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Womanless Wedding, South Carolina, 1980s


Percy

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blog-0151495001340603059.jpgWomanless Wedding, South Carolina, 1980s

 

I came across this page in my high school yearbook this weekend. I was working on a post for my tumblr blog dedicated to a friend of mine from high school. I broke open the yearbook to find the note he’d left for me and in the process came across this wedding affair memorialized forever in its pages.

 

I have no recollection of this event whatsoever. (Though I do remember my father competing in a Womanless Beauty Pageant when I was 7, but that's a whole other story.) Reviewing the yearbook article now, I can’t help being curious. Curious as in, “What the hell is this all about?”

 

Of course I see from the caption that it was a fundraiser for a new football field. But why this particular event? Why this and not a bake sale or a car wash? What is the thinking behind a Womanless Wedding in South Carolina? Why would people in the socially conservative Bible Belt hold a Womanless Wedding as a fundraiser? What is the charm? What allure does it hold for the participants, for those buying a ticket to the event?

 

I ran the alliteration through yahoo thinking I may find some history to this specific event or others like it. I was surprised to find that these things are still going on. All of the links I found featured Womenless Weddings as fundraisers, often church fundraisers, in the southern United States. Quite simply, I don’t get it. I have spent so much of my life thinking about gender, struggling to understand it, and yet I despair of ever grasping its nuances.

 

A Womanless Wedding with RuPaul’s drag queens…that I could understand.

 

A Womanless Wedding with the Tri-Ess crossdressers…that I could understand.

 

A Womanless Wedding in which the participants and guests are largely and fundamentally soical conservatives flummoxes me.

 

I realize I was not born with the innate understanding of gender that most people seem to apply to life. I learned gender by rote, repetition, careful observation, and yet my understanding is still only elementary. Thus I struggle to identify the proper context for this pasttime.

 

It seems these began as camp performances by military men in the 1800s. Entertainment back in the day. So is this just carrying tradition forward? Is it no more than good fun, a jolly time? Or is it a mocking, scurrilous performance in the same vein as a blackface minstrel show? Evidently the Womanless Wedding skits were quite popular in the ‘50s and ‘60s. Given that timeframe, it seems unlikely that the purpose is to mock homosexuality. We simply weren’t in the social consciousness the way we are today. Is it a jab at women, creating these caricatures of femininity? As they are largely performed today as church fundraisers, it seems unlikely they are poking fun at marriage or even weddings.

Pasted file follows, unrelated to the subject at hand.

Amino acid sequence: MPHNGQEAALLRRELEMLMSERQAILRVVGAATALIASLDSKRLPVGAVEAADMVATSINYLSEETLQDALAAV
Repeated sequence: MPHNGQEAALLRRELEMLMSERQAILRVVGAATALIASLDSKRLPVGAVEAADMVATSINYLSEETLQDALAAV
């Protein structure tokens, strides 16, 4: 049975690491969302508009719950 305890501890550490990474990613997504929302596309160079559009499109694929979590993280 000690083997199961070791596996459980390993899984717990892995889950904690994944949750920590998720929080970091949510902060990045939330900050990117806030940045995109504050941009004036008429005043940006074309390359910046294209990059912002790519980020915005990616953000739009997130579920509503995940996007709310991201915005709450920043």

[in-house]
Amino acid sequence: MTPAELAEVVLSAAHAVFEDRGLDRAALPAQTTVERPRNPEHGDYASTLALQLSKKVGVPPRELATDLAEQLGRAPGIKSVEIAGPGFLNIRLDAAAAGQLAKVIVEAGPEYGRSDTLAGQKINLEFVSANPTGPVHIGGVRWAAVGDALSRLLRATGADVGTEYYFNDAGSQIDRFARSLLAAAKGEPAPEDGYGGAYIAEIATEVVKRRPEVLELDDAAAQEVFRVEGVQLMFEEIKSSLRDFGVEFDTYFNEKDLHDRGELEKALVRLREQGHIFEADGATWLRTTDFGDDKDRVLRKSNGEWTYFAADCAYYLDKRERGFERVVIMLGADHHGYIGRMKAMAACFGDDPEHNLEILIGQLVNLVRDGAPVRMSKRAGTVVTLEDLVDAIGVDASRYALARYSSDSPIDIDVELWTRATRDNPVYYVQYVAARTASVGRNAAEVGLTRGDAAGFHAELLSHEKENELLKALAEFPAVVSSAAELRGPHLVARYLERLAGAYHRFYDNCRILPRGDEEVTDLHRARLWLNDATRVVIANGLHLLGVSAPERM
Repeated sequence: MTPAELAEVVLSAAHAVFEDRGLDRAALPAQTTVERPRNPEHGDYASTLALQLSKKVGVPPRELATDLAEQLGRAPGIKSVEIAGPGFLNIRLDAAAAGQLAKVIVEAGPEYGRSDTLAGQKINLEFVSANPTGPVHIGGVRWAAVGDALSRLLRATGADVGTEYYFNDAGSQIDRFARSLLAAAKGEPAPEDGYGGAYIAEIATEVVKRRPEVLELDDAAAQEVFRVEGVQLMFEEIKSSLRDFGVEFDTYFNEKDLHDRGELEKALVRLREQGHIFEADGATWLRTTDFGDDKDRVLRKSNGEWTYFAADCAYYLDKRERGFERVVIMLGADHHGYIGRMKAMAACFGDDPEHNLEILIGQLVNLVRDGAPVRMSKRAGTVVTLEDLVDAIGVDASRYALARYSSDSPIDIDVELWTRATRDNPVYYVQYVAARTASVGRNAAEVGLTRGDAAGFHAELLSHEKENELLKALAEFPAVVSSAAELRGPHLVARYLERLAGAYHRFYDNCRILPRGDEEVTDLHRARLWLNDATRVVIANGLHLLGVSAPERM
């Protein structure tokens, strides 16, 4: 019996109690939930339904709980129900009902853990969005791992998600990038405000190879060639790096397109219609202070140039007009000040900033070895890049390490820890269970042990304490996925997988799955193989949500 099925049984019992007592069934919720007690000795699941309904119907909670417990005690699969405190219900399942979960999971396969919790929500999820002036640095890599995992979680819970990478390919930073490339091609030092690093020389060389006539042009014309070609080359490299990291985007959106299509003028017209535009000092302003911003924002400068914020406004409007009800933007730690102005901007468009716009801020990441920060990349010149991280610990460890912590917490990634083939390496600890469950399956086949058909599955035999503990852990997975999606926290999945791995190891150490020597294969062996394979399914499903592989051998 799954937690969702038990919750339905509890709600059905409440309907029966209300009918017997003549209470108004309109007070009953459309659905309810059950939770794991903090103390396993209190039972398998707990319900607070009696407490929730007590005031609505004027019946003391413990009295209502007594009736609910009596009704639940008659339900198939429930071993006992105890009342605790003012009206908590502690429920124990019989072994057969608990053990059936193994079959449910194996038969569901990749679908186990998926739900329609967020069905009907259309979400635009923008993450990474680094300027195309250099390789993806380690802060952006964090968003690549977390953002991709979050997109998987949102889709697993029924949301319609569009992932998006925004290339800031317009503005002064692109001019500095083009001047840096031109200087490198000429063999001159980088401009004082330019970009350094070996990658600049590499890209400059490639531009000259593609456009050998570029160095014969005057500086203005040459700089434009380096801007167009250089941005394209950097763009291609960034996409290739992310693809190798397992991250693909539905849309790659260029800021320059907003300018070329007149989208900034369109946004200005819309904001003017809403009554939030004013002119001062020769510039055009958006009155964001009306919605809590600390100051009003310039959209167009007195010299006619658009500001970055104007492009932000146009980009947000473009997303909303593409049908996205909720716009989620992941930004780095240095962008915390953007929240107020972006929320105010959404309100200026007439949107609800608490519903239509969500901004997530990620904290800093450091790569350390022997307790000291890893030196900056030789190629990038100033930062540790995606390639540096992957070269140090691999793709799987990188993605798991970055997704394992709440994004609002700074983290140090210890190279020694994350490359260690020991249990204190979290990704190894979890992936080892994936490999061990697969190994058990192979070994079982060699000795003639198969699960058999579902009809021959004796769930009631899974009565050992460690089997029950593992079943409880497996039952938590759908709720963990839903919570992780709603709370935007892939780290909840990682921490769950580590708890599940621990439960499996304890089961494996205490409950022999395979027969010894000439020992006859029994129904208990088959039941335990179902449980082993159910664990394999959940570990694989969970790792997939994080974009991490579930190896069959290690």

Maybe I’m searching for meaning where there’s none to be found. Maybe the men are simply having fun at their own expense, lampooning the rigid masculinity of their daily lives and temporarily freeing themselves of it. Far be it for me to declare gender play the exclusive realm of the queer community. Maybe it's not the cross gendering that confuses me so much as it is the communities where these are found. Conservative enclaves, not known for their liberalism, exceedingly rigid in their expectations of men and women, sponser most of these Womenless Weddings.

 

Maybe I just need to attend one of these to understand.

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I remember attending at least one Womanless Wedding in the 1950s. It was a comedy skit that was part of my elementary school's annual fund raising event. I can't remember any of the lines, but it was very funny. I don't know of anyone being offended by it. If there were any gays in the audience, no one knew who they were of course. They probably would have laughed as heartily as everyone else. Since there were no same sex marriages in that day, the event wasn't poking fun at anyone (other than men perhaps). Today a Womanless Wedding might not be politically correct.

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Wow first time i've ever heard of such a thing. Strange that a church would do it, or am I just reading too much into that?

I'm not even really sure I get how it'd appeal to anyone as something that you'd pay to go and watch as a method of fundraising!

Erm....

Strange one Percy. Very strange indeed, and you pose some really interesting questions in your blog too. Not sure I see any answers to them tho!

I guess it needs a laid back approach to having fun! :P

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Thanks Mike. I like getting the different perspectives. Interesting that these don't seem to have changed over the years, at least from what I can gather off the Internet. I'll have to ask my dad about that beauty pageant he was in. I know it was at my elementary school in TN...it was probably a fundraiser! Would have been early '70s.

 

I remember attending at least one Womanless Wedding in the 1950s. It was a comedy skit that was part of my elementary school's annual fund raising event. I can't remember any of the lines, but it was very funny. I don't know of anyone being offended by it. If there were any gays in the audience, no one knew who they were of course. They probably would have laughed as heartily as everyone else. Since there were no same sex marriages in that day, the event wasn't poking fun at anyone (other than men perhaps). Today a Womanless Wedding might not be politically correct.

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